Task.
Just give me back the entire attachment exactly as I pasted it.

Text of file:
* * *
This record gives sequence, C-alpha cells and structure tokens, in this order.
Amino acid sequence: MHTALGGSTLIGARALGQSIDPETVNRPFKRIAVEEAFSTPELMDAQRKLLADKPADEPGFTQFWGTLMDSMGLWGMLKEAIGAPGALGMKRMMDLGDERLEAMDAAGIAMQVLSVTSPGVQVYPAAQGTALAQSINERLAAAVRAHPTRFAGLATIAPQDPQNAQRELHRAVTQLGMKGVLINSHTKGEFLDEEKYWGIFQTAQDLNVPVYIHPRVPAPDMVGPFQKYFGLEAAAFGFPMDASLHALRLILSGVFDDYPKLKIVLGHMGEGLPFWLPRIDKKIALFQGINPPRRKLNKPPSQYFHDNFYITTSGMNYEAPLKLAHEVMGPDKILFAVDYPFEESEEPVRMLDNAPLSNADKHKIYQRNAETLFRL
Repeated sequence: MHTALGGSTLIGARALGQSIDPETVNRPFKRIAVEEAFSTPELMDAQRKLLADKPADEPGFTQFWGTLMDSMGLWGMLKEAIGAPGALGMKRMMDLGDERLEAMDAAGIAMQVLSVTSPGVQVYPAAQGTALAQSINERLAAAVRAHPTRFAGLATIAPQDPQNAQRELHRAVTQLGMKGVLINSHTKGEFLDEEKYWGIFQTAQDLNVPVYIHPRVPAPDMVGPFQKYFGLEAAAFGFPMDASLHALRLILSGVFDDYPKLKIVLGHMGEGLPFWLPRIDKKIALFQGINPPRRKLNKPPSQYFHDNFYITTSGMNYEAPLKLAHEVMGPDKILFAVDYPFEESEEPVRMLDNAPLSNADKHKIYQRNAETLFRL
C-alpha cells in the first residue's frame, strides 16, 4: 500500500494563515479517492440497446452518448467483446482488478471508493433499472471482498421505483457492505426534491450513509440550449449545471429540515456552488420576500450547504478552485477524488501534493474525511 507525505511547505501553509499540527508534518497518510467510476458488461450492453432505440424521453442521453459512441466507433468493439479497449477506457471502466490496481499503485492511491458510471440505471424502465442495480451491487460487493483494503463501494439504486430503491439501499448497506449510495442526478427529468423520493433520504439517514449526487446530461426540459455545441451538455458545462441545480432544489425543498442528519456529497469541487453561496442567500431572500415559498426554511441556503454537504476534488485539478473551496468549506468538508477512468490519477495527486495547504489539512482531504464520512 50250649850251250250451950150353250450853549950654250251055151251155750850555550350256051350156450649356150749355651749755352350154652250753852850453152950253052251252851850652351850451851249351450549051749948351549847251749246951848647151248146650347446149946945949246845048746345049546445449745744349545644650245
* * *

This record gives sequence, C-alpha cells and structure tokens, in this order.
Amino acid sequence: MHTALGGSTLIGARALGQSIDPETVNRPFKRIAVEEAFSTPELMDAQRKLLADKPADEPGFTQFWGTLMDSMGLWGMLKEAIGAPGALGMKRMMDLGDERLEAMDAAGIAMQVLSVTSPGVQVYPAAQGTALAQSINERLAAAVRAHPTRFAGLATIAPQDPQNAQRELHRAVTQLGMKGVLINSHTKGEFLDEEKYWGIFQTAQDLNVPVYIHPRVPAPDMVGPFQKYFGLEAAAFGFPMDASLHALRLILSGVFDDYPKLKIVLGHMGEGLPFWLPRIDKKIALFQGINPPRRKLNKPPSQYFHDNFYITTSGMNYEAPLKLAHEVMGPDKILFAVDYPFEESEEPVRMLDNAPLSNADKHKIYQRNAETLFRL
Repeated sequence: MHTALGGSTLIGARALGQSIDPETVNRPFKRIAVEEAFSTPELMDAQRKLLADKPADEPGFTQFWGTLMDSMGLWGMLKEAIGAPGALGMKRMMDLGDERLEAMDAAGIAMQVLSVTSPGVQVYPAAQGTALAQSINERLAAAVRAHPTRFAGLATIAPQDPQNAQRELHRAVTQLGMKGVLINSHTKGEFLDEEKYWGIFQTAQDLNVPVYIHPRVPAPDMVGPFQKYFGLEAAAFGFPMDASLHALRLILSGVFDDYPKLKIVLGHMGEGLPFWLPRIDKKIALFQGINPPRRKLNKPPSQYFHDNFYITTSGMNYEAPLKLAHEVMGPDKILFAVDYPFEESEEPVRMLDNAPLSNADKHKIYQRNAETLFRL
C-alpha cells in the first residue's frame, strides 16, 4: 500500500494563515479517492440497446452518448467483446482488478471508493433499472471482498421505483457492505426534491450513509440550449449545471429540515456552488420576500450547504478552485477524488501534493474525511 507525505511547505501553509499540527508534518497518510467510476458488461450492453432505440424521453442521453459512441466507433468493439479497449477506457471502466490496481499503485492511491458510471440505471424502465442495480451491487460487493483494503463501494439504486430503491439501499448497506449510495442526478427529468423520493433520504439517514449526487446530461426540459455545441451538455458545462441545480432544489425543498442528519456529497469541487453561496442567500431572500415559498426554511441556503454537504476534488485539478473551496468549506468538508477512468490519477495527486495547504489539512482531504464520512 50250649850251250250451950150353250450853549950654250251055151251155750850555550350256051350156450649356150749355651749755352350154652250753852850453152950253052251252851850652351850451851249351450549051749948351549847251749246951848647151248146650347446149946945949246845048746345049546445449745744349545644650245